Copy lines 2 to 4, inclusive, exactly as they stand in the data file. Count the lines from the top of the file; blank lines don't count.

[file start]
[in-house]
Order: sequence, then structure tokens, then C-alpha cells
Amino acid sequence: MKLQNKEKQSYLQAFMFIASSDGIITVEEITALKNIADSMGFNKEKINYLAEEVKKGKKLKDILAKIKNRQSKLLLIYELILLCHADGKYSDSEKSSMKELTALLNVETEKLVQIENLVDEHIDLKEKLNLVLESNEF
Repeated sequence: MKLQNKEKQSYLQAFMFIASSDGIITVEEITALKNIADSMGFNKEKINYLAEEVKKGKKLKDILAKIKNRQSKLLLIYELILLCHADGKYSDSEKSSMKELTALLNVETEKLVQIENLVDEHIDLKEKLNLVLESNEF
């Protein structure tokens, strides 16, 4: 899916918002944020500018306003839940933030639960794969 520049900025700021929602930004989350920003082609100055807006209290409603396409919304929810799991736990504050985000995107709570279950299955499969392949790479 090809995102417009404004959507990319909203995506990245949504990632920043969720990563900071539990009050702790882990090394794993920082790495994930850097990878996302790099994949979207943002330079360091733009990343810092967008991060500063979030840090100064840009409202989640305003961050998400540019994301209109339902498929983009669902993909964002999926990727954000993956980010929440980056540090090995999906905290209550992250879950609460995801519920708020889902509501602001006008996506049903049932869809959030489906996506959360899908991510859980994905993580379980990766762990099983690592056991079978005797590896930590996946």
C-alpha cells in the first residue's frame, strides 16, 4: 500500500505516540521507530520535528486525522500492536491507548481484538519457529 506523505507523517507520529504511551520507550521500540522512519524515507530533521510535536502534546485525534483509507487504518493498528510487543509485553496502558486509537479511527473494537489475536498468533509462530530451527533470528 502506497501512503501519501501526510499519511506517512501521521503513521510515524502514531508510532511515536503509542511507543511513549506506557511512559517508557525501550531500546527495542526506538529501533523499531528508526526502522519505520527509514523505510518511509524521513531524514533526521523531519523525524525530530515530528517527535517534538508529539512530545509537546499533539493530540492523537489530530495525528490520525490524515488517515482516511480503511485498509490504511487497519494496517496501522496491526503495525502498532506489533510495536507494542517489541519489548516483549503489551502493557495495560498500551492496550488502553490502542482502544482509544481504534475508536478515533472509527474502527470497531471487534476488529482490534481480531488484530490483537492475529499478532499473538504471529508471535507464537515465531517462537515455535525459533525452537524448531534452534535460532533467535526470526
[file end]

Order: sequence, then structure tokens, then C-alpha cells
Amino acid sequence: MKLQNKEKQSYLQAFMFIASSDGIITVEEITALKNIADSMGFNKEKINYLAEEVKKGKKLKDILAKIKNRQSKLLLIYELILLCHADGKYSDSEKSSMKELTALLNVETEKLVQIENLVDEHIDLKEKLNLVLESNEF
Repeated sequence: MKLQNKEKQSYLQAFMFIASSDGIITVEEITALKNIADSMGFNKEKINYLAEEVKKGKKLKDILAKIKNRQSKLLLIYELILLCHADGKYSDSEKSSMKELTALLNVETEKLVQIENLVDEHIDLKEKLNLVLESNEF